And so this past weekend on Saturday, Sikhs in Vancouver again gathered at the downtown Art Gallery to hold a vigil for victims of these events. This is the first of two annual commemorative events – the second, the annual Sikh Nation Blood Drive is held in November to mark the Delhi killings. It is the largest third party blood drive in the country for Canadian Blood Services.
Now in his early 20’s, Manveer Singh has worked as an organiser for the art gallery vigil. Like others of his generation, he was born outside of India and after the 1984 atrocities. Yet the horror of these events spared few – virtually every family knew of someone who was murdered or was a casualty of violence. These wounds have filtered into the current generation through emotional osmosis.
For Singh, Canada’s aspiration to expand its trade relationship with a state that refuses to account for the blood on its hands undermines Canadian values.
“At the political level, there is a reluctance to address these past events and press for convictions in the Delhi genocide as this would anger the Indian government,” said Singh in reference to the Canadian government averting its eyes from India’s record of violence towards minorities.
“What pains us most is that those from India’s Congress Party who were behind the killings still live free with impunity,” added Singh, who is currently a university student in Vancouver.
The future lies to the west over the Pacific for both Canada and the United States. North American companies have pivoted towards Asia – the next evolutionary step beyond NAFTA is the Trans Pacific Partnership, a free trade agreement between the US, Canada, Mexico and seven Asian nations that is looking to include India in its next stage.
In this ever unfettered global economy, uranium dug out from the Prairies is today shipped across the Pacific to power India’s nuclear power plants and feed its energy starved population. But in this same environment of capital and labour mobility, blood spilled in Delhi thirty years ago can stain the earth red in Canada today.
The Sikh community in Canada is politically potent, punches above its weight, and stands to be a key arbiter in the future of companies like Saskatchewan-based Cameco, which last year signed a $350 million deal in 2015 to provide uranium for India’s reactors. For Canadian resource companies seeking to reach India’s 1.2 billion consumers, they may find their caravans blocked by the ghosts of 1984 that haunt this new silk-road connecting cities like Vancouver, Saskatoon, and Toronto to Asia’s new El Dorado.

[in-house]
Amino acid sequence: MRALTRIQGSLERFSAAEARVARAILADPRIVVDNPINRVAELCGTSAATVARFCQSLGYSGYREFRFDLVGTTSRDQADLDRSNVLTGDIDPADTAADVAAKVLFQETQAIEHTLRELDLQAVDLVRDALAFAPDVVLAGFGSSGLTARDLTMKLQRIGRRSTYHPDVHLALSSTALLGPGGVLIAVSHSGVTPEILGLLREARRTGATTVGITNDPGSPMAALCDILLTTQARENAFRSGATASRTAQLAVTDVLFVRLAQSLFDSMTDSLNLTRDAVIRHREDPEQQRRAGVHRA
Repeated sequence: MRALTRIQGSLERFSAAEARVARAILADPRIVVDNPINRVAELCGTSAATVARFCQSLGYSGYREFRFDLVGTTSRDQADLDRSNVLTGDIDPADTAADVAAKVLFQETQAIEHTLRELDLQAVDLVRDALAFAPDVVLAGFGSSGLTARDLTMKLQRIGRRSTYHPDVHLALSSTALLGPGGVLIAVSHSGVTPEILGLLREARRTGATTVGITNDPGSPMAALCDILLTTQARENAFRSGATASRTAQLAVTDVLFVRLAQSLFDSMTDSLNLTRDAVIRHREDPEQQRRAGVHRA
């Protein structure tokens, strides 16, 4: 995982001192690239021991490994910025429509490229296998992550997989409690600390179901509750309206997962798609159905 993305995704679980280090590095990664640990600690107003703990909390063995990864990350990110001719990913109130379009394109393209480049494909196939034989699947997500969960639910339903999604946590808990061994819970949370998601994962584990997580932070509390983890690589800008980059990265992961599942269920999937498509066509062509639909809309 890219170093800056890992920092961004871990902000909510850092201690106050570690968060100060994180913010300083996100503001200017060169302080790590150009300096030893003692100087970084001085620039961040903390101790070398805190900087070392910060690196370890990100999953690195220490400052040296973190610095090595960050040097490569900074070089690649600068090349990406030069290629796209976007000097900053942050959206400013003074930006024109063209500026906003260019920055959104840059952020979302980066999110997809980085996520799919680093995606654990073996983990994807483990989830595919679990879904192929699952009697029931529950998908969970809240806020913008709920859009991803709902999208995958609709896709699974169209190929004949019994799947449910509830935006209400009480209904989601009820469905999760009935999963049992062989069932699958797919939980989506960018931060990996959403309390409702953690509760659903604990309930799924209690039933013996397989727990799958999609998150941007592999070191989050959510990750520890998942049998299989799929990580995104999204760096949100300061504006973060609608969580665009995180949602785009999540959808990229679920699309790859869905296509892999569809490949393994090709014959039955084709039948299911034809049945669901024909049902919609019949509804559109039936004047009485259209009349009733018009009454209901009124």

A number of Canadian elected officials have attempted to lay these spirits to rest by seeking official recognition of the Delhi killings as a genocide in order to close the chapter and move forward.
In 2011, MP Sukh Dhaliwal was the first to raise this topic at an official federal level. The member from Surrey-Newton put forward a petition in the House of Commons for official recognition of the 1984 killings as an act of genocide, plowing ahead with the convictions of his constituents despite a rebuke from then Liberal party leader Michael Ignatieff, as well as the Indian consulate in Vancouver. Dhaliwal received support from current Minister of Innovation, Navdeep Bains.
When asked if he would re-submit a proposal, Dhaliwal stated, “I was happy to forward petitions on behalf of my constituents, and now with e-petitions as a new way to facilitate grassroots democracy, I will continue to advance the petitions that are submitted by Surrey-Newton residents.”
NDP leader, Tom Mulcair has also issued an official release on the matter, stating that he and the federal NDP “firmly stand in solidarity with the community, independent human rights organizations and Canadians across the country, in seeking justice”.
And just this past week a motion for recognition of the Delhi killings as a genocidal act was voted on in the Ontario house. Put forward by Ontario NDP MLA Jagmeet Singh, it was defeated by the Liberal majority.
Singh tweeted afterwards, “By voting against the Sikh Genocide Recognition motion the Liberals turned their back on human rights, justice, reconciliation & healing. They not only turned their backs on the Sikhs but all the Hindu & Muslim families who risked their lives to save their Sikh neighbours.”